16

How can I limit groupBy by each entry?

For example (based on this example: stream groupBy):

studentClasses.add(new StudentClass("Kumar", 101, "Intro to Web"));
studentClasses.add(new StudentClass("White", 102, "Advanced Java"));
studentClasses.add(new StudentClass("Kumar", 101, "Intro to Cobol"));
studentClasses.add(new StudentClass("White", 101, "Intro to Web"));
studentClasses.add(new StudentClass("White", 102, "Advanced Web"));
studentClasses.add(new StudentClass("Sargent", 106, "Advanced Web"));
studentClasses.add(new StudentClass("Sargent", 103, "Advanced Web"));
studentClasses.add(new StudentClass("Sargent", 104, "Advanced Web"));
studentClasses.add(new StudentClass("Sargent", 105, "Advanced Web"));

This method return simple group:

   Map<String, List<StudentClass>> groupByTeachers = studentClasses
            .stream().collect(
                    Collectors.groupingBy(StudentClass::getTeacher));

What if I want to limit the returned collections? Let's assume I want only the first N classes for every teacher. How can it be done?

  • 3
    What do you mean by first?, Do you means the classes with the lowest class number, the lowest names ASCIIBetically, or any random selection of N classes. Note: the set of classes may be unordered. – Peter Lawrey Nov 22 '15 at 10:29
  • @PeterLawrey You are right, I didn't mention that, for me the order is irrelevant but if we want a more thorough and general solution - ill be happy if you add a sorting example (by one of the fields) – yossico Nov 22 '15 at 11:45
17

It would be possible to introduce a new collector that limits the number of elements in the resulting list.

This collector will retain the head elements of the list (in encounter order). The accumulator and combiner throw away every elements when the limit has been reached during collection. The combiner code is a little tricky but this has the advantage that no additional elements are added only to be thrown away later.

private static <T> Collector<T, ?, List<T>> limitingList(int limit) {
    return Collector.of(
                ArrayList::new, 
                (l, e) -> { if (l.size() < limit) l.add(e); }, 
                (l1, l2) -> {
                    l1.addAll(l2.subList(0, Math.min(l2.size(), Math.max(0, limit - l1.size()))));
                    return l1;
                }
           );
}

And then use it like this:

Map<String, List<StudentClass>> groupByTeachers = 
       studentClasses.stream()
                     .collect(groupingBy(
                          StudentClass::getTeacher,
                          limitingList(2)
                     ));
|improve this answer|||||
6

You could use collectingAndThen to define a finisher operation on the resulting list. This way you can limit, filter, sort, ... the lists:

int limit = 2;

Map<String, List<StudentClass>> groupByTeachers =
    studentClasses.stream()
                  .collect(
                       groupingBy(
                           StudentClass::getTeacher,
                           collectingAndThen(
                               toList(),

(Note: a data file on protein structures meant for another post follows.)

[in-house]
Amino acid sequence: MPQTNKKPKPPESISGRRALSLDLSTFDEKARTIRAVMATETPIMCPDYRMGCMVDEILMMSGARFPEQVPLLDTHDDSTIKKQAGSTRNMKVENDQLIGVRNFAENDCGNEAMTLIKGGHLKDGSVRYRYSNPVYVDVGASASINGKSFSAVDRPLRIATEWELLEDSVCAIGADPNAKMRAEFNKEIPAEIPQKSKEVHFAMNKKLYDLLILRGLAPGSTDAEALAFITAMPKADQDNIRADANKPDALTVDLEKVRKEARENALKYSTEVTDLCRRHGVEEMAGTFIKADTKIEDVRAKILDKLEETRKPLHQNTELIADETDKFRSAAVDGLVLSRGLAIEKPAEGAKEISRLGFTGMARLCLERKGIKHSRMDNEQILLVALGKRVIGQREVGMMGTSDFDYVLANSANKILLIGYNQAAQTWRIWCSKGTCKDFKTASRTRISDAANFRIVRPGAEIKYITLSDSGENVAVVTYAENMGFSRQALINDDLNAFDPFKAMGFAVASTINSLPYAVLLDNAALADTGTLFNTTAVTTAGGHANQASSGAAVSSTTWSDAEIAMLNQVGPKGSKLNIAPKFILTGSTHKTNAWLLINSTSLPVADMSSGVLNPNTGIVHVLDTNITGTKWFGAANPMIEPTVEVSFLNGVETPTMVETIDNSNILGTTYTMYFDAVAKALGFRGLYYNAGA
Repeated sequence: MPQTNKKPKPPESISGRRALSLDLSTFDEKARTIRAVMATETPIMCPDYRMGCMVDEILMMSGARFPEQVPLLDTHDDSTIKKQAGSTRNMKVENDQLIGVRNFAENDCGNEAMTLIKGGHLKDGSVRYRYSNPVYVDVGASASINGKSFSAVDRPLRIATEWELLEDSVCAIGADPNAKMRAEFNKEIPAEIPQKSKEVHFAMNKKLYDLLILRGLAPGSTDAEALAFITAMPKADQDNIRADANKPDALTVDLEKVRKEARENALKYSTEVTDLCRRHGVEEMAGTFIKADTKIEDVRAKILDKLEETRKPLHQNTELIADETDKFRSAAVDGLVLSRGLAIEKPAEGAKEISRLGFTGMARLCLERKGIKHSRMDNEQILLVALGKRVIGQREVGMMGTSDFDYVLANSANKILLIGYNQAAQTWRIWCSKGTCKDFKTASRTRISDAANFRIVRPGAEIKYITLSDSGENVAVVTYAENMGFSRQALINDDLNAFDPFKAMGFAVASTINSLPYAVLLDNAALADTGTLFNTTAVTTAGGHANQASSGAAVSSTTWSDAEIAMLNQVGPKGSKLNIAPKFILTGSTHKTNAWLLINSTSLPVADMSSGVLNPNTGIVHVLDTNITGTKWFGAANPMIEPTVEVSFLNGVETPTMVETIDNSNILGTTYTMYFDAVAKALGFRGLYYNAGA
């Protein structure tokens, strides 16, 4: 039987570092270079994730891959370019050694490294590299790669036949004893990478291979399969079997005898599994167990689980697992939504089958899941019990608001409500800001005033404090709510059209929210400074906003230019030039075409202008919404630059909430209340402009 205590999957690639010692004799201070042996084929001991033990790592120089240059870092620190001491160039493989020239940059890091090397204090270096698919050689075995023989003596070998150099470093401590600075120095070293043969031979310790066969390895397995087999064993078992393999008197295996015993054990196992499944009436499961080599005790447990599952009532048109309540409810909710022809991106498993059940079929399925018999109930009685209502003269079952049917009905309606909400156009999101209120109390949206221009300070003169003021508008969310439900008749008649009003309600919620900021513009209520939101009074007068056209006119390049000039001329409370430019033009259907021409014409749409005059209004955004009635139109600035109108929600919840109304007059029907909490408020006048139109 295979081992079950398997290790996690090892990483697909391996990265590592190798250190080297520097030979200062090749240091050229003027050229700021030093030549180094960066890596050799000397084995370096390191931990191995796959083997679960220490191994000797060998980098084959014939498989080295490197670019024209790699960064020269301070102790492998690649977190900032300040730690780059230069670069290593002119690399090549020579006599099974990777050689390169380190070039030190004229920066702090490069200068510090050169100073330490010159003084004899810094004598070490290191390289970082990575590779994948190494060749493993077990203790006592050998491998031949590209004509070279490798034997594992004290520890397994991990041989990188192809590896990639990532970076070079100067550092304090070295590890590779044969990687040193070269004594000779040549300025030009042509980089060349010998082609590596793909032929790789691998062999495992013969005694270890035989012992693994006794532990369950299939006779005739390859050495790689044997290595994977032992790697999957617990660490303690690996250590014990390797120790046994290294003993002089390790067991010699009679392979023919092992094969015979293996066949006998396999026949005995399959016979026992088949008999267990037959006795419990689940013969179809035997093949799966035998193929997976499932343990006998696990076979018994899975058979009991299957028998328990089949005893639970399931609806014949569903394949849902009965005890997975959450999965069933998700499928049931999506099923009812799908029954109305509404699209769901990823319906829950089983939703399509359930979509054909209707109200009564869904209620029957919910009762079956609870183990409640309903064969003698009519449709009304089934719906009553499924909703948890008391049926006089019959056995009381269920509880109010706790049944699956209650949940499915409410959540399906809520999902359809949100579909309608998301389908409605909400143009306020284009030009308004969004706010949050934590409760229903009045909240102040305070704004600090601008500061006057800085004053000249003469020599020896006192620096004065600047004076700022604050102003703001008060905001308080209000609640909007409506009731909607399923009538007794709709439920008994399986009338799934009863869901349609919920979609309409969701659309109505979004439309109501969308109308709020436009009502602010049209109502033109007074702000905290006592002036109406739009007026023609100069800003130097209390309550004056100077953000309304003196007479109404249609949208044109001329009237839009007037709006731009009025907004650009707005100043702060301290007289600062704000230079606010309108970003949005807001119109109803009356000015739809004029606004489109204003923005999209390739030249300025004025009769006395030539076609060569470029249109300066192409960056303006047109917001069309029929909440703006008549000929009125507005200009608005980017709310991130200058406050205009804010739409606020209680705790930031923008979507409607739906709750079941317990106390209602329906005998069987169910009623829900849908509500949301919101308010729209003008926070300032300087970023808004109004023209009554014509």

l -> l.stream().limit(limit).collect(toList()))));
|improve this answer|||||
  • This would still be filtering the values after they're already added to the map, but the best answer so far. – Razvan Manolescu Nov 22 '15 at 11:26
  • 2
    The idea of a finisher is nice but there's no need for an O(n) cost in the finisher. You can do something like list -> list.size() <= limit ? list : list.subList(0, limit)) instead. But I still far prefer Tunaki's solution, which doesn't require sticking the extra elements in the list at all. – Brian Goetz Nov 23 '15 at 2:25
4

For this you need to .stream() the result of your Map. You can do this by doing:

// Part that comes from your example
Map<String, List<StudentClass>> groupByTeachers = studentClasses
            .stream().collect(
                    Collectors.groupingBy(StudentClass::getTeacher));

// Create a new stream and limit the result
groupByTeachers =
    groupByTeachers.entrySet().stream()
        .limit(N) // The actual limit
        .collect(Collectors.toMap(
            e -> e.getKey(),
            e -> e.getValue()
        ));

This isn't a very optimal way to do it. But if you .limit() on the initial list, then the grouping results would be incorrect. This is the safest way to guarantee the limit.

EDIT:

As stated in the comments this limits the teacher, not the class per teacher. In that case you can do:

groupByTeachers =
        groupByTeachers.entrySet().stream()
            .collect(Collectors.toMap(
                e -> e.getKey(),
                e -> e.getValue().stream().limit(N).collect(Collectors.toList()) // Limit the classes PER teacher
            ));
|improve this answer|||||
  • Not very optimal, I assume he meant doing the this in the initial grouping. – Razvan Manolescu Nov 22 '15 at 10:29
  • This limits the number of teachers returned, not the number of classes per teacher. – siegi Nov 22 '15 at 10:56
  • 3
    Using Map.replaceAll would be better in the post-processing step than doing a separate stream for each element. But @Tunaki's answer is better anyway. – Brian Goetz Nov 22 '15 at 16:12
3

This would give you the desired result, but it still categorizes all the elements of the stream:

final int N = 10;
final HashMap<String, List<StudentClass>> groupByTeachers = 
        studentClasses.stream().collect(
            groupingBy(StudentClass::getTeacher, HashMap::new,
                collectingAndThen(toList(), list -> list.subList(0, Math.min(list.size(), N)))));
|improve this answer|||||

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